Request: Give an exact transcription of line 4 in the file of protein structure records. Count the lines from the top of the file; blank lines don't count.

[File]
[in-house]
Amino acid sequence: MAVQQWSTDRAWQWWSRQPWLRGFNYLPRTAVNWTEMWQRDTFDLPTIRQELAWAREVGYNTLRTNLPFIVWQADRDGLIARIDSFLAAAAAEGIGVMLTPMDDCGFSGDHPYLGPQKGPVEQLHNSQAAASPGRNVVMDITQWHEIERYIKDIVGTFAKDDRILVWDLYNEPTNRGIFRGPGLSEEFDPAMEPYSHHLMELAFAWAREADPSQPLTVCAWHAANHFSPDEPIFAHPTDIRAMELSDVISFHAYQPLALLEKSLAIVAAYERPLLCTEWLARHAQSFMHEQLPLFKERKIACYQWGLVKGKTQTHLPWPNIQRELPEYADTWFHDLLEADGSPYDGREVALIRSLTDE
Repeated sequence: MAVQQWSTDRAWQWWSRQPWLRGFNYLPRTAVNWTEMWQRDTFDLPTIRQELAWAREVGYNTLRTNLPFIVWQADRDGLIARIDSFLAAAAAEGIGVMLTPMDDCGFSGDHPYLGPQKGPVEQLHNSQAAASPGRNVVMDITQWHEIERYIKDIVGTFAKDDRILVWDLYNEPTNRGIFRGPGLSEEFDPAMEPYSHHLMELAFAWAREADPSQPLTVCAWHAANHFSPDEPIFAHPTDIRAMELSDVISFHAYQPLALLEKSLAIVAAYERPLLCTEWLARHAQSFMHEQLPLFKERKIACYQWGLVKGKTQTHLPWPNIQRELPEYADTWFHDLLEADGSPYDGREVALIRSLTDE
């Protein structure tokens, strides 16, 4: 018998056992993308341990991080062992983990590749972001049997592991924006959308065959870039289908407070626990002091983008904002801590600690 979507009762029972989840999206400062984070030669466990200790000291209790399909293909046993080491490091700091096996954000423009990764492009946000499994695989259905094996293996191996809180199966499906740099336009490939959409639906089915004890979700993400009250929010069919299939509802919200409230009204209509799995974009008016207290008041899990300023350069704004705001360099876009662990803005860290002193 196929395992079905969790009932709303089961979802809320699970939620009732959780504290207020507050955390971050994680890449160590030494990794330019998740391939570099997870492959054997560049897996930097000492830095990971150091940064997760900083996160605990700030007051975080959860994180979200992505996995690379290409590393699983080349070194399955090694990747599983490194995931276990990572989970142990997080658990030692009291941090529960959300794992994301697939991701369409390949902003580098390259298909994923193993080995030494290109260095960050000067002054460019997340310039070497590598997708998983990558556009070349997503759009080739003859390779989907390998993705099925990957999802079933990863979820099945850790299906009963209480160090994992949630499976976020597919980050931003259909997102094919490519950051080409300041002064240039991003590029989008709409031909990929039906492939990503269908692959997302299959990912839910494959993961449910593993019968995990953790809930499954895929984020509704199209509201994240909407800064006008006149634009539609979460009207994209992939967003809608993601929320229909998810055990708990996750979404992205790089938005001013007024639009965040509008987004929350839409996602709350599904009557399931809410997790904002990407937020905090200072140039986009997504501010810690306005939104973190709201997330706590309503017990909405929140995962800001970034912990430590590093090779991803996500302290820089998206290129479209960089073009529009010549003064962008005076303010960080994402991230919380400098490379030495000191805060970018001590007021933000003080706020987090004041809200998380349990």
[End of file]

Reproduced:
């Protein structure tokens, strides 16, 4: 018998056992993308341990991080062992983990590749972001049997592991924006959308065959870039289908407070626990002091983008904002801590600690 979507009762029972989840999206400062984070030669466990200790000291209790399909293909046993080491490091700091096996954000423009990764492009946000499994695989259905094996293996191996809180199966499906740099336009490939959409639906089915004890979700993400009250929010069919299939509802919200409230009204209509799995974009008016207290008041899990300023350069704004705001360099876009662990803005860290002193 196929395992079905969790009932709303089961979802809320699970939620009732959780504290207020507050955390971050994680890449160590030494990794330019998740391939570099997870492959054997560049897996930097000492830095990971150091940064997760900083996160605990700030007051975080959860994180979200992505996995690379290409590393699983080349070194399955090694990747599983490194995931276990990572989970142990997080658990030692009291941090529960959300794992994301697939991701369409390949902003580098390259298909994923193993080995030494290109260095960050000067002054460019997340310039070497590598997708998983990558556009070349997503759009080739003859390779989907390998993705099925990957999802079933990863979820099945850790299906009963209480160090994992949630499976976020597919980050931003259909997102094919490519950051080409300041002064240039991003590029989008709409031909990929039906492939990503269908692959997302299959990912839910494959993961449910593993019968995990953790809930499954895929984020509704199209509201994240909407800064006008006149634009539609979460009207994209992939967003809608993601929320229909998810055990708990996750979404992205790089938005001013007024639009965040509008987004929350839409996602709350599904009557399931809410997790904002990407937020905090200072140039986009997504501010810690306005939104973190709201997330706590309503017990909405929140995962800001970034912990430590590093090779991803996500302290820089998206290129479209960089073009529009010549003064962008005076303010960080994402991230919380400098490379030495000191805060970018001590007021933000003080706020987090004041809200998380349990």